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Domestic changes this month are based in part on USDA's National Agricultural Statistics Service's Crop Production 2009 Summary and January Grain Stocks reports, according to this month's Feed Outlook Report from USDA Economic Research Service. The report, subtitled Corn Production Record Large in 2009 is by A. Baker, E. Allen and H. Lutman.

Total 2009/10 feed grain production increased due to a record corn crop. Total feed grain utilisation is projected up from 326.6 million tons in 2008/09 to 349.7 million in 2009/10 because of increased feed and residual use, exports, and food, seed and industrial use. Projected global coarse grain ending stocks are up 3.7 million tons this month to 180.2 million. US feed grain ending stocks are projected five per cent higher this month, and forecast season average prices are raised for corn, sorghum and barley. Hay supplies per roughage-consuming animal unit (RCAU) are up from last year, but silage production per RCAU is down.

DOMESTIC OUTLOOK

Feed Grains Supplies up for 2009/10

US feed grain supplies for 2009/10 are forecast at 399.6 million metric tons, up 6.2 million from last month and up 25.9 million from last year. The 2009 corn and sorghum crop are up month-to-month, but barley and oats production is unchanged. Beginning stocks are lowered slightly to 47.0 million tons, reflecting revision in 2008/09 corn and sorghum supply and use.

Total feed grain use is projected 3.7 million tons higher at 349.7 million this month. Domestic use of the four feed grains is raised 3.9 million tons this month to 294 million. This increase is the result of higher projections for feed and residual use offset slightly by lowered food, seed and industrial (FSI) use for corn. Feed grain exports for 2009/10 are lowered slightly this month to 55.8 million tons, as barley exports are reduced. The increase in supply is partially offset by the increase in domestic use. This results in ending stocks being increased 2.4 million tons to 49.8 million. In 2008/09, ending stocks for the four feed grains totalled 47 million tons.

Feed and residual use for the four feed grains plus wheat converted to a September- August marketing year is up 3.51 million tons to 152.67 this month because of increases in projected feeding of corn and sorghum, but is partially offset by lower wheat feeding. Grain-consuming animal units are forecast at 92.44 million, up from 91.71 million last month, due to increases in dairy, broiler, turkey and hog production forecasts in 2010. Feed and residual use per animal unit is raised slightly to 1.651 tons, up from 1.626 tons last month.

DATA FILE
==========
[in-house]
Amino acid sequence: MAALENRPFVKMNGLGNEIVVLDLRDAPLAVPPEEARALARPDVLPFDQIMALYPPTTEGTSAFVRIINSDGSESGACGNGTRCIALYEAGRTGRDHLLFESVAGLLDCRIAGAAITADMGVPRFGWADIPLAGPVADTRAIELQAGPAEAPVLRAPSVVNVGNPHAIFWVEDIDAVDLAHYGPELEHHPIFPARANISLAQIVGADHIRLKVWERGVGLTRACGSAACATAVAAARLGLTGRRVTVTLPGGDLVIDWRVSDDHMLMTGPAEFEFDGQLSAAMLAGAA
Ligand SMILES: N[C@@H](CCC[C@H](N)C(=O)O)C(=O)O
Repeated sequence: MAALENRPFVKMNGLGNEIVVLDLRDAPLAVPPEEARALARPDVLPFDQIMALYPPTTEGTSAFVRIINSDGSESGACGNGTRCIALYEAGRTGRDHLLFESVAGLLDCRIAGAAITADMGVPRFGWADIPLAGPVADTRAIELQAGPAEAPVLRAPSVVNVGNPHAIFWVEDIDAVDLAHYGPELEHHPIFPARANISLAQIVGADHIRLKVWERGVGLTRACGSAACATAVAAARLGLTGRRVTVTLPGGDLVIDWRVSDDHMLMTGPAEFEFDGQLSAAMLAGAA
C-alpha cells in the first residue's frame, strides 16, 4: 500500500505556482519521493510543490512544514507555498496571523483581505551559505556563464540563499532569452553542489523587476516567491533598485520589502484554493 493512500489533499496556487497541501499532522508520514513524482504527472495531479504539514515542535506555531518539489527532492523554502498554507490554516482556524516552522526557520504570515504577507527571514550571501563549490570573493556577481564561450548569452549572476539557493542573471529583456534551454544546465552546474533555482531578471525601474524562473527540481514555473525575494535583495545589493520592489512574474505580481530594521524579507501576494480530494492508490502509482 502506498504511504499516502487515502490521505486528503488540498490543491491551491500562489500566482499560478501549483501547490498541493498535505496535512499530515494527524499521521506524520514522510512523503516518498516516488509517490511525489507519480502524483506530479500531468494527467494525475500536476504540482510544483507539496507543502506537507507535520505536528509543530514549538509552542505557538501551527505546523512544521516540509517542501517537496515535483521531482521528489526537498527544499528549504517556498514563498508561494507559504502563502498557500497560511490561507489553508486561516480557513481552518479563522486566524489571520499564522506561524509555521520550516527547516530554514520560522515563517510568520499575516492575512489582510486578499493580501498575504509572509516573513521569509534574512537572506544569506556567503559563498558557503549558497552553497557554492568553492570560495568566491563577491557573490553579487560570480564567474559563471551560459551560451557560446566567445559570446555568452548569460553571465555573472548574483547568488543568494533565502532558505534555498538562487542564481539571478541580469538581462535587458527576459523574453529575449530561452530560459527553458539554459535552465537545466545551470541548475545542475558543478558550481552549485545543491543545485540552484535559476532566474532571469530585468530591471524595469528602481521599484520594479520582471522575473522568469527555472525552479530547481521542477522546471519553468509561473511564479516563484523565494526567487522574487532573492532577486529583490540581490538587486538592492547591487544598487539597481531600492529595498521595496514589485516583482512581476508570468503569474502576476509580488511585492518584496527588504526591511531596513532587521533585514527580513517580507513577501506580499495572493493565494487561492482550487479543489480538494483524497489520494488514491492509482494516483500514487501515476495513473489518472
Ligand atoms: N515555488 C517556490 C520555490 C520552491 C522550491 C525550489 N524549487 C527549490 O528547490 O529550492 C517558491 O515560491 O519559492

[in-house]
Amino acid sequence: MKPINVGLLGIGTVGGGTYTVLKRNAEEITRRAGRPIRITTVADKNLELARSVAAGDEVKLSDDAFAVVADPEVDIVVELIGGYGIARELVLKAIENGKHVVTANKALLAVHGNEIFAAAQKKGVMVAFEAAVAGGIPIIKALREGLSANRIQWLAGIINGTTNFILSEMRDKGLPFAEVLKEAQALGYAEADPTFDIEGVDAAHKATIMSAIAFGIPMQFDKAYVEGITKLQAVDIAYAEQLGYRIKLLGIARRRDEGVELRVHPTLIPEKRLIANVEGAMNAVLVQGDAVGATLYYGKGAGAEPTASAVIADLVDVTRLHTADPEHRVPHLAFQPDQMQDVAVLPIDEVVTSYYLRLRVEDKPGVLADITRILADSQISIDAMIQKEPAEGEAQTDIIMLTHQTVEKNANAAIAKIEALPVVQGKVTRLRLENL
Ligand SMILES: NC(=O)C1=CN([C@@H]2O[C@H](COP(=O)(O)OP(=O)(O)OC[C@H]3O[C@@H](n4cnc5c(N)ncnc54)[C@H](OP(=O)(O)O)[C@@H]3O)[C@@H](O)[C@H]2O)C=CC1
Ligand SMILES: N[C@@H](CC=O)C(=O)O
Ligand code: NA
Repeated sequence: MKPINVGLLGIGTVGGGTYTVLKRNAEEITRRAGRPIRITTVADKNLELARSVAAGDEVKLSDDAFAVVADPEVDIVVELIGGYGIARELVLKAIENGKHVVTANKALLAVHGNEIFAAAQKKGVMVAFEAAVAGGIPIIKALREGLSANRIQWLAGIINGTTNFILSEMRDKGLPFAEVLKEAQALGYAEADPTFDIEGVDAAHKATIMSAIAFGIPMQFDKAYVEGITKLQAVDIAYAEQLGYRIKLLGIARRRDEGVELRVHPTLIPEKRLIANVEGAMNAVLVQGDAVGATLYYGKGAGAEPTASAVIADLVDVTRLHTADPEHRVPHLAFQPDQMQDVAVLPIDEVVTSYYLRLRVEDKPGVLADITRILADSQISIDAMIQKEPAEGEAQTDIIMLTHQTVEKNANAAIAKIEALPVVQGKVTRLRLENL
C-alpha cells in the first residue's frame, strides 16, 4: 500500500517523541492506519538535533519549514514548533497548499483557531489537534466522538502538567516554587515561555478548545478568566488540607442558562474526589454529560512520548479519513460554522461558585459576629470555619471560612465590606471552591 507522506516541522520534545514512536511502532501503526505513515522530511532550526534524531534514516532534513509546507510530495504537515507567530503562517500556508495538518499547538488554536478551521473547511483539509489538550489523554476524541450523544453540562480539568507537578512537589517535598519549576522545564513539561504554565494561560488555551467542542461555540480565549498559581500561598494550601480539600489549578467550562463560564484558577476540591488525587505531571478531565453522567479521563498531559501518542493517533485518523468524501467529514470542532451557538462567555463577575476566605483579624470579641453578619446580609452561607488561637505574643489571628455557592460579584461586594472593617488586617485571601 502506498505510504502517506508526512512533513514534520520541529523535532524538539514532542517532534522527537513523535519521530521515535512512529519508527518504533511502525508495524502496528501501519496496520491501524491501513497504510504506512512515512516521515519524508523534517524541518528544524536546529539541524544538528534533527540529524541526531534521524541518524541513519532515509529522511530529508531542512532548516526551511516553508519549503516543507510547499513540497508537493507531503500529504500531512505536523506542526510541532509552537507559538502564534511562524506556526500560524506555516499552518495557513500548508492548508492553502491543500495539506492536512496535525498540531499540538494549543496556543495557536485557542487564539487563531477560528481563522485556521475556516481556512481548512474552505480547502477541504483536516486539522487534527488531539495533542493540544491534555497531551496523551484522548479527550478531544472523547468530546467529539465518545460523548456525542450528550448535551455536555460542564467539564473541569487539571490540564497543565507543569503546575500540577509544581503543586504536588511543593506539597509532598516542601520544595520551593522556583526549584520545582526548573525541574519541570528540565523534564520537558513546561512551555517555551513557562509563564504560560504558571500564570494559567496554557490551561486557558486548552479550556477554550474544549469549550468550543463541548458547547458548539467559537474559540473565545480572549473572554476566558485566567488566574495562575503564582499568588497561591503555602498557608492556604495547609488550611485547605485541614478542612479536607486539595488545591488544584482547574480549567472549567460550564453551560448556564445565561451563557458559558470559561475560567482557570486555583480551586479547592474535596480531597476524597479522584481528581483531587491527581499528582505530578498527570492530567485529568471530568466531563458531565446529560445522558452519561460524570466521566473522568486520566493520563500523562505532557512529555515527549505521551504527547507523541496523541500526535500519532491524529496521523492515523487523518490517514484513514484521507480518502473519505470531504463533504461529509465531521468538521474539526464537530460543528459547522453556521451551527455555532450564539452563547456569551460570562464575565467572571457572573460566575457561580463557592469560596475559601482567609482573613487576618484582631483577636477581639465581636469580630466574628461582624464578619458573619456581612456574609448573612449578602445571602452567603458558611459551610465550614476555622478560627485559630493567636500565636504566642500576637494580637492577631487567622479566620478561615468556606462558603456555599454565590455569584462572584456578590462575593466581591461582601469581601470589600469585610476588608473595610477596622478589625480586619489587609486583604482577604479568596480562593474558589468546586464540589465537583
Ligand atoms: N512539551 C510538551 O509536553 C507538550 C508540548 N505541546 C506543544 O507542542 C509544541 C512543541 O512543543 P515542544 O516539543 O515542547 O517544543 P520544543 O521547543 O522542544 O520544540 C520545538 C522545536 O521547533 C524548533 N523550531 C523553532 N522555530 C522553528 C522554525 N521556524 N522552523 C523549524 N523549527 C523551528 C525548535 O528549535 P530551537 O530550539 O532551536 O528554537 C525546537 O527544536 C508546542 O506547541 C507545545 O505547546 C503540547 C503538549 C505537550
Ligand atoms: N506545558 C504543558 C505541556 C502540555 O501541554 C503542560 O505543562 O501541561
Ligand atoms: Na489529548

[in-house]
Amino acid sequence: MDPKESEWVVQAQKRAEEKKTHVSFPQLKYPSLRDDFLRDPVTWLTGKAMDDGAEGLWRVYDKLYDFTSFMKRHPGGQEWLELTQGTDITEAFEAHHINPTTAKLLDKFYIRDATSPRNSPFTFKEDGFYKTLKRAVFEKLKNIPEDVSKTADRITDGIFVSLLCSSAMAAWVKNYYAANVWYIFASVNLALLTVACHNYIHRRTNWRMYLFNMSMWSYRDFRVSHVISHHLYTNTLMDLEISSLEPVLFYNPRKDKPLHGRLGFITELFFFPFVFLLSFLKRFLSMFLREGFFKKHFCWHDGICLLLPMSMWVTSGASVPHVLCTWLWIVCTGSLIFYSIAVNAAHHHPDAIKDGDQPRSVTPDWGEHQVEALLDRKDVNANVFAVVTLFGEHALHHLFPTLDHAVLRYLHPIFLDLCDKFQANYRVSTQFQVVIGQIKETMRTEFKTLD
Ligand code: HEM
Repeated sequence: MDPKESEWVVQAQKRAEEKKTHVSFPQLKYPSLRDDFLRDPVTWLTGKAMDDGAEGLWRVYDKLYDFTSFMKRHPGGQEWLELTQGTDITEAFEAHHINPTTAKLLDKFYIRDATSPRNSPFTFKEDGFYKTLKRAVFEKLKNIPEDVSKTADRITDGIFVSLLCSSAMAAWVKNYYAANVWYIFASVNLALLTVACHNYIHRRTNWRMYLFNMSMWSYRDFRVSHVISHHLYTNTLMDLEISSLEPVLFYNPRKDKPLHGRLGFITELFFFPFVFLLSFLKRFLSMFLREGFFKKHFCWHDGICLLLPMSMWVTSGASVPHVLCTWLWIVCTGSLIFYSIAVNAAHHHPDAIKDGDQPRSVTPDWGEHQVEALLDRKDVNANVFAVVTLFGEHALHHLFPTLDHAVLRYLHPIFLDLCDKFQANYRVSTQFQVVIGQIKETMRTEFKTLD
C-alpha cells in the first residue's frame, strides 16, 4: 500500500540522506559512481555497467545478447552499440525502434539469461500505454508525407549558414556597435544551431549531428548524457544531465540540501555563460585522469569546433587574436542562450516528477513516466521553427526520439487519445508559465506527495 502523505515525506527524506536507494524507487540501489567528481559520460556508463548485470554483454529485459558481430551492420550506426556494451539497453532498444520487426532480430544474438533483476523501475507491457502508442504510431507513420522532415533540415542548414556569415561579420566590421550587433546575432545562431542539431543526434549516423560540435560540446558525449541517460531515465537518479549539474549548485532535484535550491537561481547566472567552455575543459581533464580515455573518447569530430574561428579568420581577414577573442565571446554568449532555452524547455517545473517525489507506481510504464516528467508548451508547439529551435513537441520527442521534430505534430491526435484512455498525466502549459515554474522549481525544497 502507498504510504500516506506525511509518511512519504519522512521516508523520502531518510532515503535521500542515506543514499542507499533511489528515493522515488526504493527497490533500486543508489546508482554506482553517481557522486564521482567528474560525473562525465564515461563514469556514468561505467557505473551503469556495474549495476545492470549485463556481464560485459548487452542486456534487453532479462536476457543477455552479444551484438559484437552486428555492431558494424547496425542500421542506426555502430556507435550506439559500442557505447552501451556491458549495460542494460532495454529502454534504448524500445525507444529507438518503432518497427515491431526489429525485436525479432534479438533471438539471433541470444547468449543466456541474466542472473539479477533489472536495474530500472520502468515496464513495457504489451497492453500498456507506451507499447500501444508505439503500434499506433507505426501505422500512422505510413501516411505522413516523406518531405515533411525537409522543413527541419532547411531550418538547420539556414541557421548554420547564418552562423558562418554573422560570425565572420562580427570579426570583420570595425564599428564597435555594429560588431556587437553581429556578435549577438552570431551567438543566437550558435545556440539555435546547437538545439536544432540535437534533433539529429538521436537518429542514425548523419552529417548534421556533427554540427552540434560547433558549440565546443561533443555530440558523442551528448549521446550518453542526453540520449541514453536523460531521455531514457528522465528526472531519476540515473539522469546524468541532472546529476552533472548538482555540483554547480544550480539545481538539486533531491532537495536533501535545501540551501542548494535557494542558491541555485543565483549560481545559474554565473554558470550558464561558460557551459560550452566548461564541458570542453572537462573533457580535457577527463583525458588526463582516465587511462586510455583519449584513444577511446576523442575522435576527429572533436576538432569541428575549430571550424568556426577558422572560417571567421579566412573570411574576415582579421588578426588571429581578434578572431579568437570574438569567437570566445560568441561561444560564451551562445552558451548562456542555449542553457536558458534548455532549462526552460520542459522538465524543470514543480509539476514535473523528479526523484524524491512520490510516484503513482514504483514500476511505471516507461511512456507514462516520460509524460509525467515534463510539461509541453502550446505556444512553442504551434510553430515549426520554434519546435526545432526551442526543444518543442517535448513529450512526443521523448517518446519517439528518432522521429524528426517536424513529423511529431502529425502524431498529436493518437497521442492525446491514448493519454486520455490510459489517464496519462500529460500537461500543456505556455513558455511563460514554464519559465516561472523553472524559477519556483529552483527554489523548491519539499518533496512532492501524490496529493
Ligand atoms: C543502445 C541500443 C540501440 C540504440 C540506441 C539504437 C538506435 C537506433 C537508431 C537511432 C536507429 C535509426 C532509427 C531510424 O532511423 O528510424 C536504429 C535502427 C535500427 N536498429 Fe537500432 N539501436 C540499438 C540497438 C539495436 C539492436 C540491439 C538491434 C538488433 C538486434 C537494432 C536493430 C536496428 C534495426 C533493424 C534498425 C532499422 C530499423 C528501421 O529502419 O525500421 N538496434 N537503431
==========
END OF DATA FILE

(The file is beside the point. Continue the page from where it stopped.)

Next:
Small supply and use changes were made for feed grains in 2008/09; production is lowered 0.2 million tons to 325.7 million. Domestic use is lowered to 275.5 million with a 0.2-million-ton reduction in feed and residual use to 142.5 million tons. Ending stocks are also lowered slightly to 47.0 million tons for 2008/09. These changes are mainly due to lower estimated corn production for 2008/09.

Record Corn Yield for 2009/10

US corn production for 2009/10 is increased 230 million bushels this month to 13,151 million bushels. This month's increase is partly the result of a 131,000-acre increase in planted area and a 336,000-acre increase in harvested area. The average corn yield is also up 2.3 bushels from last month at 165.2 bushels per acre, which is 4.9 bushels above the previous record of 160.3 bushels per acre set in 2004. Beginning stocks are lowered one million bushels to 1,673 million this month based on a revision to the September 1 stocks estimate.

As a result of increased demand, domestic use is increased 140 million bushels this month to 11,020 million, up from 10,198 million bushels last year. Projected feed and residual use is raised 150 million bushels to 5,550 million, reflecting higher livestock feeding and higher September-November disappearance as indicated by December 1 stocks. In FSI use, corn used for high-fructose corn syrup (HFCS) in September-November 2009 was 106.4 million bushels, down from 110 million bushels during the same months in 2008. While the September-November period is not the usual high point in seasonal usage, the lower use does suggest less HFCS corn use for the year. Projected FSI use for 2009/10 is lowered 10 million bushels to 460 million bushels. All other corn used in FSI remains unchanged this month.

Corn used for fuel alcohol production in September-November 2009 is projected at 1,010 million bushels, up from 895 million bushels in the same period last year. Projected 2009/10 corn use for ethanol remains unchanged this month at 4,200 million bushels.

Exports remain unchanged this month at 2,050 million bushels for 2009/10. Total corn use for 2009/10 is projected up 140 million bushels this month to 13,070 million bushels, which is up 1,014 million from last year. Corn ending stocks for 2009/10 are expected to be 1,764 million bushels, up 89 million bushels from last month due to increased production. With increased domestic use and continued strength in the cash market and futures values, the 2009/10 season average farm price projection is raised 15 cents on both ends of the range to $3.40 to $4.00 per bushel.

Changes are also made this month to the 2008/09 corn supply and use tables. Corn area harvested is lowered slightly, which decreases production 10 million bushels to 12,092 million. Ending stocks are decreased one million bushels to 1,673 million for 2008/09. These revisions resulted in an offsetting nine-million-bushel decrease in 2008/09 feed and residual to 5,246 million bushels.









Sorghum Production Up in 2009/10

Sorghum production for 2009/10 is estimated at 383 million bushels, up 19 million from last month, but down 89 million from 2008/09. The upward revision to this year's production is based on increased yields. The average sorghum yield is 69.4 bushels per acre, up 5.4 bushels from last month and up 4.4 bushels from the previous year. Planted area for 2009/10 is increased 10,000 acres this month at 6.6 million, but harvested acreage is down 161,000 acres from last month at 5.5 million.